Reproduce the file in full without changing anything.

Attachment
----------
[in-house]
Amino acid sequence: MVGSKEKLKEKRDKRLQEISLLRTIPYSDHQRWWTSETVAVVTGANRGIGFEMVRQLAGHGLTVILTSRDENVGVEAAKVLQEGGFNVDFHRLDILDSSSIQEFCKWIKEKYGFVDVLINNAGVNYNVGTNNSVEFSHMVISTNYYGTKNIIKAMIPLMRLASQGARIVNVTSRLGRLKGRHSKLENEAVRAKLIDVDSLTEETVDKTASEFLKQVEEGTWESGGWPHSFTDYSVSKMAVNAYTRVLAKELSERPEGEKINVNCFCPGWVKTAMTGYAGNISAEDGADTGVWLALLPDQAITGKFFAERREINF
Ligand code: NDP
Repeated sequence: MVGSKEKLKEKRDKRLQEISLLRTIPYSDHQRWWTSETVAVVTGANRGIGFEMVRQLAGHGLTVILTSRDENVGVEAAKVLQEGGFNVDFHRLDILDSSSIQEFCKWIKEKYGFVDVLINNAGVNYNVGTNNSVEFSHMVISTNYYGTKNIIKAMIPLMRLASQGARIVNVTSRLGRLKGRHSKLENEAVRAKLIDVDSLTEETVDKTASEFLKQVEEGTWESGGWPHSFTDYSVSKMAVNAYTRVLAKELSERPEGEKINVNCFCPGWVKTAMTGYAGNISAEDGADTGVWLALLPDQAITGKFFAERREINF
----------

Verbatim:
[in-house]
Amino acid sequence: MVGSKEKLKEKRDKRLQEISLLRTIPYSDHQRWWTSETVAVVTGANRGIGFEMVRQLAGHGLTVILTSRDENVGVEAAKVLQEGGFNVDFHRLDILDSSSIQEFCKWIKEKYGFVDVLINNAGVNYNVGTNNSVEFSHMVISTNYYGTKNIIKAMIPLMRLASQGARIVNVTSRLGRLKGRHSKLENEAVRAKLIDVDSLTEETVDKTASEFLKQVEEGTWESGGWPHSFTDYSVSKMAVNAYTRVLAKELSERPEGEKINVNCFCPGWVKTAMTGYAGNISAEDGADTGVWLALLPDQAITGKFFAERREINF
Ligand code: NDP
Repeated sequence: MVGSKEKLKEKRDKRLQEISLLRTIPYSDHQRWWTSETVAVVTGANRGIGFEMVRQLAGHGLTVILTSRDENVGVEAAKVLQEGGFNVDFHRLDILDSSSIQEFCKWIKEKYGFVDVLINNAGVNYNVGTNNSVEFSHMVISTNYYGTKNIIKAMIPLMRLASQGARIVNVTSRLGRLKGRHSKLENEAVRAKLIDVDSLTEETVDKTASEFLKQVEEGTWESGGWPHSFTDYSVSKMAVNAYTRVLAKELSERPEGEKINVNCFCPGWVKTAMTGYAGNISAEDGADTGVWLALLPDQAITGKFFAERREINF